If the student demonstrates knowledge of the subject, an excellent capacity for exposition and logical connections between different historical-archaeological problems, he/she will obtain the maximum mark (30). If the presentation is excellent, honours will be added (cum laude).

GOOD OR FAIR EVALUATION
Students with basic knowledge who are able to contextualise the archaeological materials examined, even if the language used is not always appropriate to the subject, will pass the examination. The awarding of a mark more or less close to 29 will depend on the critical capacity, the methodological autonomy demonstrated during the interview and the fluency of the discourse that the student will be able to organise in response to the questions.


SUFFICIENT EVALUATION 
Students whose basic knowledge is not homogeneous and who have little mastery of exposition, but who are able to answer at least two questions correctly, showing that they have done at least some preparatory work on their notes and/or texts, will be awarded a mark between 18 and 25.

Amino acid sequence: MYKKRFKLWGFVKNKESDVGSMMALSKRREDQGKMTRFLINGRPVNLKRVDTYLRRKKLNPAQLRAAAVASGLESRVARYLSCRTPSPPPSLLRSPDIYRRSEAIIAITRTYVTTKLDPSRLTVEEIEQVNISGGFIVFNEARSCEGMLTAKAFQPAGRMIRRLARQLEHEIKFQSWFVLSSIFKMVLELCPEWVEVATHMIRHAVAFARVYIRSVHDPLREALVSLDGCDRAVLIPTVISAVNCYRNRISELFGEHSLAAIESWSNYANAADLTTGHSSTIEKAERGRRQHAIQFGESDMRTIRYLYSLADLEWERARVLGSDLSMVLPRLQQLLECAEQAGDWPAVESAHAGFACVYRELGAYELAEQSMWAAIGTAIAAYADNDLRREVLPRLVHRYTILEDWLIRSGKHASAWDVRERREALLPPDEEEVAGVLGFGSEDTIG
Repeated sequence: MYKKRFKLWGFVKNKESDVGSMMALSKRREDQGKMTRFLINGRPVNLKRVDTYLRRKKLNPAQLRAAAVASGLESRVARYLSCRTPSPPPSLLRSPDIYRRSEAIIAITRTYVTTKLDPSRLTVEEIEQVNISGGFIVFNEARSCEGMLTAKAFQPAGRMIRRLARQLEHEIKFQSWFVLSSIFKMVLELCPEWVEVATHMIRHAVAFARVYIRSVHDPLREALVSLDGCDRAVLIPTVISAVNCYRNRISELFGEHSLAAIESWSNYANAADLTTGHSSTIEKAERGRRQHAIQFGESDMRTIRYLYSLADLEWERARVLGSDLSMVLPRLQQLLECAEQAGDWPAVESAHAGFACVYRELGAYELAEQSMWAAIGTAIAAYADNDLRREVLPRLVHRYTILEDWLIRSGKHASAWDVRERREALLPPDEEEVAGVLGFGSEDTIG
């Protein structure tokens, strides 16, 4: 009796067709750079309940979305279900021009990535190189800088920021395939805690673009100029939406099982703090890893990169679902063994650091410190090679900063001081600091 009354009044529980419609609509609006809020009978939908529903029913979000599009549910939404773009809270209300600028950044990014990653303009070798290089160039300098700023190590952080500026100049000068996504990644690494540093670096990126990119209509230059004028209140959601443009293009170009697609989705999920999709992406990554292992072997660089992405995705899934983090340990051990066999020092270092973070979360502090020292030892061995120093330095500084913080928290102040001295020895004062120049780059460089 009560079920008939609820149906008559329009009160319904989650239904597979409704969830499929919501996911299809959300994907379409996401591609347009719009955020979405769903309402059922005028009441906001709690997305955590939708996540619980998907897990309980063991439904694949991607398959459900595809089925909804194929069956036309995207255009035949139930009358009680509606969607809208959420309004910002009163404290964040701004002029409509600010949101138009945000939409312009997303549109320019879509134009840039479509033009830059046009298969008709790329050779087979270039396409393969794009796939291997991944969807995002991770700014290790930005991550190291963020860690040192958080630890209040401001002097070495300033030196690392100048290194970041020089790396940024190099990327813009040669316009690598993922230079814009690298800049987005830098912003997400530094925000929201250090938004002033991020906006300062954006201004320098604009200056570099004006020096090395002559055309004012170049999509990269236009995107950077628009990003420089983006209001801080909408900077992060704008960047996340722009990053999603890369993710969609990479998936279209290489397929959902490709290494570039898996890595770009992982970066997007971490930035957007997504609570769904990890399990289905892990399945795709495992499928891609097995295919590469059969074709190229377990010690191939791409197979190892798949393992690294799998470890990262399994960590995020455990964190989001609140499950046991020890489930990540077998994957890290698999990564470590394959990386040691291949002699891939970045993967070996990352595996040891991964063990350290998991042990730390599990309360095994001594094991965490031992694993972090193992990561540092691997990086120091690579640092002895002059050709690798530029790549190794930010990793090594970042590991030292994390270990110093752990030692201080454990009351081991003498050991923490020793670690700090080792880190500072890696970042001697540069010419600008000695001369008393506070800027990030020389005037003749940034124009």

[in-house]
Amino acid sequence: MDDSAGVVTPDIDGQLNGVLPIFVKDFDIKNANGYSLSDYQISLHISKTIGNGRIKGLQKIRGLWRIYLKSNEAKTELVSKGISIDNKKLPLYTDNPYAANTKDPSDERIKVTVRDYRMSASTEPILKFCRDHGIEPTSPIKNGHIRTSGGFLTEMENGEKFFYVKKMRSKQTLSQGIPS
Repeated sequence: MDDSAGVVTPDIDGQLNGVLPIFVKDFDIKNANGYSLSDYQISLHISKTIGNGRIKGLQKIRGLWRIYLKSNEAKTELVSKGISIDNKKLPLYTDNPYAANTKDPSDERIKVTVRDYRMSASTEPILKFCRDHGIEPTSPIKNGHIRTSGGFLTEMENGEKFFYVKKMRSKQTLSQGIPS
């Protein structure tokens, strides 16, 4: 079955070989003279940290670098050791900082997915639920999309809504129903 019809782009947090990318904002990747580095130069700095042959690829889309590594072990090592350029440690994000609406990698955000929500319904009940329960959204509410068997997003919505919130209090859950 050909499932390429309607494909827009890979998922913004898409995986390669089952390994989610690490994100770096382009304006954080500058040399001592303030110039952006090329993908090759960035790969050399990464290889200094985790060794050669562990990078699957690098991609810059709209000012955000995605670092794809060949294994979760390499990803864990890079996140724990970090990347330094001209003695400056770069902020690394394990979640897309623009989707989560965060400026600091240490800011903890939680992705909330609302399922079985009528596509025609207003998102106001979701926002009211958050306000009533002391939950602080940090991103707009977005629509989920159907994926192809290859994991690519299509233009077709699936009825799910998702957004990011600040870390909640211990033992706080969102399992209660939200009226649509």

NEGATIVE EVALUATION
Students with a lack of preparation, no ability to analyse the discipline and who have not memorised the bibliography will not pass the exams.


Teaching tools

Power point presentations; online teaching materials (for attending students ONLY); additional specialised bibliography assigned on a voluntary basis.

Office hours

See the website of Anna Chiara Fariselli